Saturday, February 25, 2012

"Get Over" the Holocaust?!

In response to a disrespectful, shameful opinion piece in the Beacon:

The truth is, Weinreich does not advocate "forgetting" the Holocaust, he simply advocates allowing it to become part of the historical record, doing away with the visceral reaction it evokes in most people. As people rail against "forgetting", Weinreich may sit and smirk in self-righteous contentment, thinking that he never advocated that, and "can't people read?" However, he is still wrong, and the amount of common sense Weinreich ignores leads one to the conclusion that the purpose of this ill-conceived piece is primarily to create a stir and promote the visibility of the author and publication as "cutting edge".

First of all, I doubt the author would ever have the temerity to publish such a piece about the Armenian Genocide. Much as the proverbial Jewish bus driver deriding the haredi he meets for being so "different", and t...hen apologizing profusely upon learning that the man is Amish, Weinreich probably feels a certain comfort level with the material of the Holocaust, and his familiarity has bred a certain level of casual disrespect and, yes, even perhaps some contempt.

In reply to Weinreich's substance: historical events are slowly scabbed over and eventually scar at their own pace. Indeed, the destruction of the Temple, the massacres at Massada, York, Medina, the Crusades and Inquisition, the Chmielnicki Massacre, all these atrocities are remembered by the Jews. However, given time and rebuilding, the acuteness, or freshness, as Weinreich calls it, of the memories, is replaced by historical context and often, religious meaning. This is a natural process that we can witness as occuring in relation to our own personal tragedies and troubles. It is also a psycho-social reality on a national level. So, the very process Weinreich so coldly suggests happens on its own.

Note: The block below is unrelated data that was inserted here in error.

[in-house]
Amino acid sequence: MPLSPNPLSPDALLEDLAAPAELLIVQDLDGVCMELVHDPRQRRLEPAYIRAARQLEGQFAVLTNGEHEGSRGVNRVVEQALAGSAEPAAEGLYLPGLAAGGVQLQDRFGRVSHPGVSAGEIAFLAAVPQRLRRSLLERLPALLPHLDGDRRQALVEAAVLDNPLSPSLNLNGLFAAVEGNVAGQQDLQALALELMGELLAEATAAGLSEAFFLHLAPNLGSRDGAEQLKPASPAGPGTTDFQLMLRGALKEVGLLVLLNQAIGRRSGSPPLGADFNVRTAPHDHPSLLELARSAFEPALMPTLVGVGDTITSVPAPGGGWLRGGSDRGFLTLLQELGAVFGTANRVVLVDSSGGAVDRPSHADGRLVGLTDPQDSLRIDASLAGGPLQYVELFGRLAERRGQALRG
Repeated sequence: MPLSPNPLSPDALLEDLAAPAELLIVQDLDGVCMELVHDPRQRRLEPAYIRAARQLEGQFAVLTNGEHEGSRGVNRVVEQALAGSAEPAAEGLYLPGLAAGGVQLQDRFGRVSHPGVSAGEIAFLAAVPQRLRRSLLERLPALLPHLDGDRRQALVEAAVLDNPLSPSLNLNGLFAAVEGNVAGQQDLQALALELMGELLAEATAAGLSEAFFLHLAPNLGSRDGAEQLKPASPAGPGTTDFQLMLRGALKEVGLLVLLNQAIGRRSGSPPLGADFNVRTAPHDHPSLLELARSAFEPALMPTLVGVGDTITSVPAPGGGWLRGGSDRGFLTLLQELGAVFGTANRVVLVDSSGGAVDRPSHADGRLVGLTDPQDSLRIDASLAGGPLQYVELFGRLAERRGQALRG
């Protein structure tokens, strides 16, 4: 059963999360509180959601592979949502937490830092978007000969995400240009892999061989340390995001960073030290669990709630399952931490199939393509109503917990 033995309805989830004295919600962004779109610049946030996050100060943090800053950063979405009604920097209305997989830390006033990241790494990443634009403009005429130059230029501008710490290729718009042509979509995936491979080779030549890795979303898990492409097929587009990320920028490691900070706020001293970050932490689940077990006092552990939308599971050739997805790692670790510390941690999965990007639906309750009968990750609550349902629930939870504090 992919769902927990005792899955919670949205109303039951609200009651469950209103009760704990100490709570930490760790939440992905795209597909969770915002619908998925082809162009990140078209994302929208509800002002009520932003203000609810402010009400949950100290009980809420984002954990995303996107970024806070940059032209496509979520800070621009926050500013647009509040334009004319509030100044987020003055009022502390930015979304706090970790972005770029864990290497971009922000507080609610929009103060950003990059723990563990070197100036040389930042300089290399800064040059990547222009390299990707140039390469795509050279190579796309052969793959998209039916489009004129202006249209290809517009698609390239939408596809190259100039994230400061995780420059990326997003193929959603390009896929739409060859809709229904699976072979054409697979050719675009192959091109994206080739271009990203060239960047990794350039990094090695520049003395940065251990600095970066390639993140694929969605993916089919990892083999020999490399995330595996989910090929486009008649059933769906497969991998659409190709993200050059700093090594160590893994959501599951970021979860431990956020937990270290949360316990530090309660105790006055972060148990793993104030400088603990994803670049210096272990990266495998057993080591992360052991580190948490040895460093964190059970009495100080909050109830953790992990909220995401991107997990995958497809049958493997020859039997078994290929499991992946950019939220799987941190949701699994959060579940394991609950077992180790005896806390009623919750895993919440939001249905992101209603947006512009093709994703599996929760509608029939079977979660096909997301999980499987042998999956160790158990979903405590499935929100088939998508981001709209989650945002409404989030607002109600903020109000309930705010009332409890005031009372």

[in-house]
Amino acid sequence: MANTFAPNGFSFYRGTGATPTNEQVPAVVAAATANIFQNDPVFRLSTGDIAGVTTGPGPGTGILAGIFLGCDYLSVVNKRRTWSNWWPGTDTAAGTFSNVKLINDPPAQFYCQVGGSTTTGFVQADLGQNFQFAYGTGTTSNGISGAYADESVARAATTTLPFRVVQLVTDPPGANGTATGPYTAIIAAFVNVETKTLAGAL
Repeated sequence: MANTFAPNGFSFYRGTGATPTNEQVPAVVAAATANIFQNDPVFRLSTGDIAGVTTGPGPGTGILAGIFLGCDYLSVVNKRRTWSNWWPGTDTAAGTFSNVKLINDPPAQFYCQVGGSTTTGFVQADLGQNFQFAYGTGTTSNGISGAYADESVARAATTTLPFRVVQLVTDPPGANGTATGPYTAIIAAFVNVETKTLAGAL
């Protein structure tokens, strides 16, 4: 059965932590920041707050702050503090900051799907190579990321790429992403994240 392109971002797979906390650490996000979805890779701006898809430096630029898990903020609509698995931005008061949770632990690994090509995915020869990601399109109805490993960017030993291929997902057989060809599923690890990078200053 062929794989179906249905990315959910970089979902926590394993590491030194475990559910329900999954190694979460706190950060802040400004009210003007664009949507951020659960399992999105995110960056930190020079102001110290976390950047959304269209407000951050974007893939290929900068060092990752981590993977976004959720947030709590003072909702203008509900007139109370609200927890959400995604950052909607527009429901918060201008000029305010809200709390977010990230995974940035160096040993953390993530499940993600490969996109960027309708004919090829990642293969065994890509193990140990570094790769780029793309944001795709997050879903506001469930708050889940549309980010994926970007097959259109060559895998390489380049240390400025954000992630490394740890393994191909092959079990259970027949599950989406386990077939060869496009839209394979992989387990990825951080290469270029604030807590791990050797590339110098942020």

However, the crucial difference between Weinreich's proposal and the natural occurrence I describe above is as follows: When this process occurs naturally, it is part of a healing process that gives perspective and comfort. But when it is demanded before its natural process has barely begun, it is inflammatory, self-promotional and repugnant. As a writer who (to be most charitable to Weinreich) hopes to help the national consciousness of the Jews on the road to recovery, he ignores the needs of the nation and the magnitude of the damage done. The very fact that many read his piece as suggesting that we "forget", shows just how untimely his writing is. It is an obscenity.

Parenthetically, it is important to remember that Jewish tradition is full of rites and rituals whose purpose is to assist in this process. The shock element of the laws of Aninut (one whose close relative has just died) leads to Shiva, a period of mourning, which leads to progressively less intense periods of remembrance and sadness. It is important to remember however, that Judaism keeps personal and national days (Tisha B'av for example) to revive and freshen the memory of tragedy and evil in our minds. We are never to allow the events of our personal and national lives to become desiccated history. Even with the natural process in place, we are supposed to break out of that from time to time, each year, to remember the events in a real, fresh, immanent way. So Jewish tradition and religious imperative recognizes the scarring and healing process, and supports it, even as it sets aside certain times to recall the events memorialized in the full color of their experience.